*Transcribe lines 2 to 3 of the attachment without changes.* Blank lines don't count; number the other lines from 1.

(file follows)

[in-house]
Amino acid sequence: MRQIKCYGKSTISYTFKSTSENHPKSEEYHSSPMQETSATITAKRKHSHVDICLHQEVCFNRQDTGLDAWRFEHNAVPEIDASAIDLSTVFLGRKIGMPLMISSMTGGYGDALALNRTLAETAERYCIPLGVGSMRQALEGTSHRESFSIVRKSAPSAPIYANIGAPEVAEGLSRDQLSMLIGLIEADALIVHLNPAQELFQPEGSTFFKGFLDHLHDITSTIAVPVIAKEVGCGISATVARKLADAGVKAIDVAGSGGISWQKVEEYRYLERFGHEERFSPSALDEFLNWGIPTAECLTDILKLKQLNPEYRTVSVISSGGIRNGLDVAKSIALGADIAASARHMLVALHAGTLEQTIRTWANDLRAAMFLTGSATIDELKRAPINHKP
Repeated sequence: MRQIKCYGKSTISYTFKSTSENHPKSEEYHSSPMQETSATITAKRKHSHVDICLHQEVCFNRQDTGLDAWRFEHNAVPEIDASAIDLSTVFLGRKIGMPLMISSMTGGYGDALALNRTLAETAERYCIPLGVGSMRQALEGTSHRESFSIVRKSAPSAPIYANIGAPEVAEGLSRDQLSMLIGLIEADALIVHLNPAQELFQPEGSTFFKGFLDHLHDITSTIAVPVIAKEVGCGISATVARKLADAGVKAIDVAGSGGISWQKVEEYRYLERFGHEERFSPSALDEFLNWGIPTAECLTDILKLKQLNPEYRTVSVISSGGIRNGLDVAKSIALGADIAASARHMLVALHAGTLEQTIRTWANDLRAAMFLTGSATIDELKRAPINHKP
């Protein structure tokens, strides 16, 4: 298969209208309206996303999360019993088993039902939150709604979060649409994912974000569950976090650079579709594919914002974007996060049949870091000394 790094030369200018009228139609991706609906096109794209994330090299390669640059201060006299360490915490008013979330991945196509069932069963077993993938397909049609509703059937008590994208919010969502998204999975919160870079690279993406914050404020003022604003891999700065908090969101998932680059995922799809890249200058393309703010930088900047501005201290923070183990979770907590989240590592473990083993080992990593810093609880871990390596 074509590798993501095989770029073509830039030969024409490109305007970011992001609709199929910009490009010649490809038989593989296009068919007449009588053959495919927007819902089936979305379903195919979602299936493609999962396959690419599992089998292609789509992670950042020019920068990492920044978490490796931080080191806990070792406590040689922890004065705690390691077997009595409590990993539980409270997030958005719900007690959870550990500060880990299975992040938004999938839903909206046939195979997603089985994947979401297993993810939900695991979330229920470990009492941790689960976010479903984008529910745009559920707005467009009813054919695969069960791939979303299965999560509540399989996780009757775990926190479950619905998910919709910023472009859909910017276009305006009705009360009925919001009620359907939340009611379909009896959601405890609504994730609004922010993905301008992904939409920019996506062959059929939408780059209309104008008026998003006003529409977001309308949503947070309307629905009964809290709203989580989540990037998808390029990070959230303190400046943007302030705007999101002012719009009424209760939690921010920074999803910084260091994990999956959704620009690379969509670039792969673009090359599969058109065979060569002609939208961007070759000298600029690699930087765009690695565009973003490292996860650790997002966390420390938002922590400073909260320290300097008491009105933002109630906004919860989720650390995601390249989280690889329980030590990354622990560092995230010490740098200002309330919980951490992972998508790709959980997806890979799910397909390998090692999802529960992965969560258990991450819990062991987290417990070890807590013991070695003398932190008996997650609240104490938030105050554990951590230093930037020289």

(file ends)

Amino acid sequence: MRQIKCYGKSTISYTFKSTSENHPKSEEYHSSPMQETSATITAKRKHSHVDICLHQEVCFNRQDTGLDAWRFEHNAVPEIDASAIDLSTVFLGRKIGMPLMISSMTGGYGDALALNRTLAETAERYCIPLGVGSMRQALEGTSHRESFSIVRKSAPSAPIYANIGAPEVAEGLSRDQLSMLIGLIEADALIVHLNPAQELFQPEGSTFFKGFLDHLHDITSTIAVPVIAKEVGCGISATVARKLADAGVKAIDVAGSGGISWQKVEEYRYLERFGHEERFSPSALDEFLNWGIPTAECLTDILKLKQLNPEYRTVSVISSGGIRNGLDVAKSIALGADIAASARHMLVALHAGTLEQTIRTWANDLRAAMFLTGSATIDELKRAPINHKP
Repeated sequence: MRQIKCYGKSTISYTFKSTSENHPKSEEYHSSPMQETSATITAKRKHSHVDICLHQEVCFNRQDTGLDAWRFEHNAVPEIDASAIDLSTVFLGRKIGMPLMISSMTGGYGDALALNRTLAETAERYCIPLGVGSMRQALEGTSHRESFSIVRKSAPSAPIYANIGAPEVAEGLSRDQLSMLIGLIEADALIVHLNPAQELFQPEGSTFFKGFLDHLHDITSTIAVPVIAKEVGCGISATVARKLADAGVKAIDVAGSGGISWQKVEEYRYLERFGHEERFSPSALDEFLNWGIPTAECLTDILKLKQLNPEYRTVSVISSGGIRNGLDVAKSIALGADIAASARHMLVALHAGTLEQTIRTWANDLRAAMFLTGSATIDELKRAPINHKP